Acupuncture Beats Injected Morphine for Pain: Groundbreaking Study
By Sayer Ji
An amazing new study has found that acupuncture, the ancient practice of using needles to stimulate self-healing in the body, is more effective than intravenous morphine for acute pain relief.
A truly groundbreaking study published in the American Journal of Emergency Medicine, titled “Acupuncture vs intravenous morphine in the management of acute pain in the ED”, reveals that acupuncture — one of the oldest techniques to treat pain — is more effective, faster in relieving pain, and with less adverse effects, than intravenous morphine.
The study was conducted over the course of a 1-year period at the Fattouma Bourguiba University Hospital in Tunisia, a tertiary care facility with over 100,000 Emergency Department (ED) visits per year.
300 ED patients with acute pain were included in the study: 150 in the morphine group (administered up to 15 mg a day) and 150 in the acupuncture group. The two groups were comparable in terms of age, sex, and co-morbidities, with the only significant difference being that there were more abdominal pain patients in the morphine group and more low back pain cases in the acupuncture group.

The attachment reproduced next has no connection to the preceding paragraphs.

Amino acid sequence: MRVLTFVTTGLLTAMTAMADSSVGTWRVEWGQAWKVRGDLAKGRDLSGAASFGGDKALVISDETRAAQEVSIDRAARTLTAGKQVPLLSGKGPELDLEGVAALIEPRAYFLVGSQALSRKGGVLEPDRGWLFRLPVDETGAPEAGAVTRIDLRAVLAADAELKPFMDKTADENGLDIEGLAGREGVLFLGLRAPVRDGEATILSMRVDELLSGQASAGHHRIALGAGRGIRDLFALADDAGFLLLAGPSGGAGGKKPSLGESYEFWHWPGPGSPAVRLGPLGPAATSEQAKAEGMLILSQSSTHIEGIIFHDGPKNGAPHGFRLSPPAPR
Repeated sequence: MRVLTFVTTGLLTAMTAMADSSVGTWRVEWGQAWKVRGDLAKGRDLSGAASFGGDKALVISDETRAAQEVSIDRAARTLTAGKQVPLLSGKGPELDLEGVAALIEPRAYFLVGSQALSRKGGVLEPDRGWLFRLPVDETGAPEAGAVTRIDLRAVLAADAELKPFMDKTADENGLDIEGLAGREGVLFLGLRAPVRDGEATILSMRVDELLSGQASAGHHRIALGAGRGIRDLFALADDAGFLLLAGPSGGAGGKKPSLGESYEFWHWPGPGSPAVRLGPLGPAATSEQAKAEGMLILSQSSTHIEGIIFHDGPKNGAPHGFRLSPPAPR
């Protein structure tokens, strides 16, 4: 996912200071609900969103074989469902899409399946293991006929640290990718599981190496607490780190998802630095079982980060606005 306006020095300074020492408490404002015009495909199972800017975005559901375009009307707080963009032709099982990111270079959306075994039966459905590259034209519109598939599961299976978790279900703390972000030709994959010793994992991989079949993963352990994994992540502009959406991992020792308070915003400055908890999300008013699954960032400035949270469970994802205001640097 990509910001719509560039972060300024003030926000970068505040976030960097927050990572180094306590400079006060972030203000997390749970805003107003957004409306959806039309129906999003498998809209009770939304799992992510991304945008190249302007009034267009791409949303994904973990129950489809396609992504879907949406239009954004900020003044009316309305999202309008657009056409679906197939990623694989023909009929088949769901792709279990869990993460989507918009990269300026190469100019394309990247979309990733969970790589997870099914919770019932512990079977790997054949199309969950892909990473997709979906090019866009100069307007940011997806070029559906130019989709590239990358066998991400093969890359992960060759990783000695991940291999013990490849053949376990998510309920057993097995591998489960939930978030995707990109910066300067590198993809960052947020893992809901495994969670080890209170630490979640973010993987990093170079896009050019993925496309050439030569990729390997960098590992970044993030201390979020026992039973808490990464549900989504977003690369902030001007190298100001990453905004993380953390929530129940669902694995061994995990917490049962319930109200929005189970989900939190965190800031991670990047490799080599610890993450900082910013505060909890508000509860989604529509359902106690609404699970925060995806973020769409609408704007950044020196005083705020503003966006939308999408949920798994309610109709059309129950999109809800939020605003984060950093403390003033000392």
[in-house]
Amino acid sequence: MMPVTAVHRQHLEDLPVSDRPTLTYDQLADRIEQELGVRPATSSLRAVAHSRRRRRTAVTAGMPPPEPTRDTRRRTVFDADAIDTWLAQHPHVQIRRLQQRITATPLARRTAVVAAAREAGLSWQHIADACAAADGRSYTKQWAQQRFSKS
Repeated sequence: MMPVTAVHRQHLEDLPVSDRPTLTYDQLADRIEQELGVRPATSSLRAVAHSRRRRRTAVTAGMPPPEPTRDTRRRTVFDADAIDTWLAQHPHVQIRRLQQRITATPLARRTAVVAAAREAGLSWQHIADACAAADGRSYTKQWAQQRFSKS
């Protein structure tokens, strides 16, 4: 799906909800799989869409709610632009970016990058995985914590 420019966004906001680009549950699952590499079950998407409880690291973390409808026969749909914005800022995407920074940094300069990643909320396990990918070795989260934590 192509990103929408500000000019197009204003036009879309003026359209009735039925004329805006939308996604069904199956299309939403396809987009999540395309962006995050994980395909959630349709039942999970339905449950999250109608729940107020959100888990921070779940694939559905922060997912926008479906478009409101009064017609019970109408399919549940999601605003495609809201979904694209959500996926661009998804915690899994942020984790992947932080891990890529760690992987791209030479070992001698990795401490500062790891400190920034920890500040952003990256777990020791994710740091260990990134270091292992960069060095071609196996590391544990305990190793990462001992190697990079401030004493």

The striking results were reported as follows:
“Success rate was significantly different between the 2 groups (92% in the acupuncture group vs 78% in the morphine group P b .01). Resolution time was 16 ± 8 minutes in the acupuncture group vs 28 ± 14 minutes in the morphine group. The difference was statistically significant (P b .01). The mean absolute difference in pain score between the 2 groups was 7.7. This difference is not clinically significant because the minimal clinically significant absolute difference reported by Todd et al is 13. In morphine group, the mean total dose of morphine administered was 0.17 ± 0.08 mg/Kg (Table 2).
“The pain scale change from baseline at each time point in the 2 groups is shown in Figure. From the 5-minute time point, the acupuncture group reported significantly larger pain decrease compared with the morphine group. This difference persisted during the entire study period. Change of blood pressure, HR, RR, and oxygen saturation was not significant in both groups.